The statement of changes in equity presents a reconciliation of equity items between the beginning and end of the period. The following items are presented on the face of the statement of changes in equity:

  • profit or loss for the period;
  • each item of income or expense recognized directly in equity (for example, revaluation gains on PPE, currency translation differences arising on the translation of the financial statements from the functional to the presentation currency) and their total;
  • total income and expense for the period (the sum of (a) and (b)), showing separately the total amounts attributable to equity holders of the parent and to minority interest; and
  • for each component of equity, the effects of changes in accounting policies and corrections of material prior-period errors.

 

Details of distributions, the balance of retained earnings and a reconciliation of the carrying amount of each class of equity and each item recognized directly in equity are presented either on the face of the statement of changes in equity or in the notes to the financial statements.

 

 
Statement of Income and Retained Earnings

If the only changes to the equity of an entity during the period are a result of profit or loss, payment of dividends, correction of prior-period errors or changes in accounting policy, the entity is permitted to present a statement of income and retained earnings in place of both an income statement and a statement of changes in equity.

The following items must be presented on the face of the statement of income and retained earnings:

  • retained earnings at the start of the period;
  • dividends declared and paid or payable during the period;
  • restatement of retained earnings for correction of prior-period errors;
  • restatement of retained earnings for changes in accounting policy; and
  • retained earnings at the end of the period.

 

 

Cash Flow Statement

The cash flow statement presents the generation and use of cash by category (operating, investing and finance) over a specific period of time.

  • Operating activities are the entity’s revenue-producing activities.
  • Investing activities are the acquisition and disposal of non-current assets (including business combinations) and investments.
  • Financing activities are changes in the equity and borrowings.

 

Entities may present their operating cash flows by using either the direct method (gross cash receipts and payments) or the indirect method (adjusting net profit or loss for non-operating and non-cash transactions, and for changes in working capital).

Non-cash transactions include impairment losses or reversals, depreciation, amortization, unrealised fair value gains and losses, and income statement charges for provisions.

Cash flows from investing and financing activities are reported separately gross (i.e., gross cash receipts and gross cash payments).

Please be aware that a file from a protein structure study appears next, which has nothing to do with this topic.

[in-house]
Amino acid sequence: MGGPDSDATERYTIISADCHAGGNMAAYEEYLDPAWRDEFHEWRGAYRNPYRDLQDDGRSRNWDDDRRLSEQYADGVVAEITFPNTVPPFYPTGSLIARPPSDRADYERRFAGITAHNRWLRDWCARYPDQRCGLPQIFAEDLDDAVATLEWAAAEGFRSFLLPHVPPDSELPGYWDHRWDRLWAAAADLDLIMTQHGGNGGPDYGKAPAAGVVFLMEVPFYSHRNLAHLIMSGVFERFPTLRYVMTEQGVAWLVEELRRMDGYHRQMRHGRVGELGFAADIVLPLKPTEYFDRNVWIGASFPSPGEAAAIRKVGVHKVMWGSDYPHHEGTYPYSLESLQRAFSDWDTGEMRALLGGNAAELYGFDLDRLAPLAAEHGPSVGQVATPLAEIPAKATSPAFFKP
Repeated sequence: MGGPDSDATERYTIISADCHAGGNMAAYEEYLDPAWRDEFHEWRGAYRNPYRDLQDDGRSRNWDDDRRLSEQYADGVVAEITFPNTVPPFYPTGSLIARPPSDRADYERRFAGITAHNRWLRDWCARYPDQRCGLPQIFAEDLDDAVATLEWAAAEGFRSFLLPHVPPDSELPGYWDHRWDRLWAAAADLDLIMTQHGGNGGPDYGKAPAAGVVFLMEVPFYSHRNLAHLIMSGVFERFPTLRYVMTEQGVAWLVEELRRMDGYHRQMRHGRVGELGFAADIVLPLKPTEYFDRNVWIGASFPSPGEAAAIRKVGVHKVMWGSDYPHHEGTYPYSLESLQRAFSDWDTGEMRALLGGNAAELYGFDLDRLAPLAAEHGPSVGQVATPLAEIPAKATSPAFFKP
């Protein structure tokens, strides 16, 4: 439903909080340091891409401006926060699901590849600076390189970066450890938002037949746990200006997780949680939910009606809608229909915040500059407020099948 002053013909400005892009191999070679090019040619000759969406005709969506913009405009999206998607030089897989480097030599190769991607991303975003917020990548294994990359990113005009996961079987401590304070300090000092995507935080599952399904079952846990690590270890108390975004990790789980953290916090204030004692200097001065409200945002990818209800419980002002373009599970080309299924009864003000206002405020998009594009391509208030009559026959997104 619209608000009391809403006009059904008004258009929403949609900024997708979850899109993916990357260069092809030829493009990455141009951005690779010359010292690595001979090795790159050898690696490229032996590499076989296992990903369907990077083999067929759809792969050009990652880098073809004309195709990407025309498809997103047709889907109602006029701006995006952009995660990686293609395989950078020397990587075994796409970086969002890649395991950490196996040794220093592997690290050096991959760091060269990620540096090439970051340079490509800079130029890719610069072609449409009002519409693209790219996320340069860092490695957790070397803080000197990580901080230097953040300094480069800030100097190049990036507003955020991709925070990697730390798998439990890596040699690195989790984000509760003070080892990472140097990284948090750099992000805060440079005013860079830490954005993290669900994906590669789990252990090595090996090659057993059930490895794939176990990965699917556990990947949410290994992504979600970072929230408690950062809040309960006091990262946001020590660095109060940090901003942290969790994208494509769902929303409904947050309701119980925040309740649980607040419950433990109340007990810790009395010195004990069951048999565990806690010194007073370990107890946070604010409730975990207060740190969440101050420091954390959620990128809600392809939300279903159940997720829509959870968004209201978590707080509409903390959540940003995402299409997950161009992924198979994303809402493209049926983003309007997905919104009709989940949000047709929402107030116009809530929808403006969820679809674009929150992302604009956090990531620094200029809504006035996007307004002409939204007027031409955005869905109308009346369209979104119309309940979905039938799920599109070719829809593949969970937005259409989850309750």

Accounting Policies, Estimates And Errors

Where the IFRS for SMEs does not address a transaction, other event or condition, management should use its judgment in developing and applying an accounting policy that results in information that meets the qualitative characteristics.

If there is no relevant guidance, management should consider the applicability of the following sources, in descending order: the requirements and guidance in the IFRS for SMEs on similar and related issues; and the definitions, recognition criteria and measurement concepts for assets, liabilities, income and expenses.

Management may also consider full IFRS, the most recent pronouncements of other standard-setting bodies, other accounting literature and accepted industry practices to the extent that these do not conflict with the concepts in the IFRS for SMEs and its Framework.

Management should choose and apply consistently one of the available accounting policies. Accounting policies are applied consistently to similar transactions and events.

 

Changes In Accounting Policies

Changes in accounting policies as a result of an amendment to the IFRS for SMEs standard are accounted for in accordance with the transition provisions of that amendment.

  • If specific transition provisions do not exist, management follows the same procedures as for correction of prior-period errors explained below.
  • If the IFRS for SMEs provides a choice of accounting policy for a specific transaction, and an entity changes its choice, this is a change of accounting policy.

 

 

Critical Accounting Estimates And Judgments

An entity discloses the nature and carrying amount of those assets and liabilities in which judgments, estimates and assumptions have a significant risk of causing a material adjustment to the carrying amounts within the next financial period.